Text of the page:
Ask yourself “what is paper made from?” and let me guess your answer to this seemingly rhetorical question: trees. Easy, right? Paper is made from trees. The input to the papermaking process is trees, and the output is paper.
If only it were that simple. Paper is certainly made from trees (or other fibrous plants), but there is a whole slew of other materials that paper is “made” from. Let’s look at the kraft pulping process, which is the first step used to make the majority of paper packaging. The trees are harvested, chipped, and put in a solution called “white liquor,” which is a mixture of water, sodium sulfide, and caustic soda. Your answer to our seemingly rhetorical question has already become more educated: paper is made from trees, water, sodium sulfide, and caustic soda.
Let’s keep going. Caustic soda is produced by running electricity through salt water. Interestingly, the salt water is created by adding fresh water to salt that was produced by evaporating naturally occurring salt water, instead of using the naturally occurring salt water itself, which has too many other types of dissolved solids. Where does the sodium sulfide come from? Most of it is made by mixing ground up coal with a substance known as “salt cake.” And where does salt cake come from? About two thirds of salt cake is harvested as the mineral mirabilite, and the remainder is produced as a byproduct of hydrochloric acid production.
If the paper is white, then it’s probably been treated with chlorine (also made from running electricity through salt water), chlorine dioxide, or an alternative combination of ozone (made from running electricity through air) and hydrogen peroxide (don’t even ask how hydrogen peroxide is made. I looked it up, and found phrases like “autoxidation of a 2-alkyl anthrahydroquinone”).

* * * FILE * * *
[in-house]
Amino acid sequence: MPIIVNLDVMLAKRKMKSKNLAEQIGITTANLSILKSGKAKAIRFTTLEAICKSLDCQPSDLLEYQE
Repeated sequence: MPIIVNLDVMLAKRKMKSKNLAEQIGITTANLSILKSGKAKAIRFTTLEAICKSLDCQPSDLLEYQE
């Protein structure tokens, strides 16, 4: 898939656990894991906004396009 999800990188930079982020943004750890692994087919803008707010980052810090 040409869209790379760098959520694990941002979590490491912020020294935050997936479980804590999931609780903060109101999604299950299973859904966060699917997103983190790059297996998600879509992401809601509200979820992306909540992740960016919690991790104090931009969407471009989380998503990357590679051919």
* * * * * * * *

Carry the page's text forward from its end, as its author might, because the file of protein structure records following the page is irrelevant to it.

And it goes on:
Modern papermaking is a fascinating process and decades of innovations have resulted in every single input being used to its fullest extent with a minimized amount of non-paper outputs. The white liquor is recycled inside a paper mill, using lime (calcium oxide, made from limestone) and small amounts of new white liquor to reconstitute its needed properties. By amount used, trees vastly outweigh every other resource used to make paper. Nonetheless, it’s important not to oversimplify the answer to my seemingly rhetorical question.
So what is paper made from? Trees, water, salt water, coal, mirabilite, limestone, maybe 2-alkyl anthrahydroquinone. It might contain calcium carbonate (more limestone), kaolinite (clay), talc, or titanium dioxide as a filler. Perhaps a wax emulsion is used as a sizing agent. Formaldehyde could be added to improve its strength when wetted. Some paper is treated with optical brighteners, dyes, pitch control chemicals, and slimicides. It might still suffice to say that paper is made from trees, but sustainability is complicated and we shouldn’t oversimplify our concept of paper production to the point where we think that the only inputs are trees. It’s important to keep in mind that paper as we know, as well as all products, couldn’t be made without a fascinating array of other additions.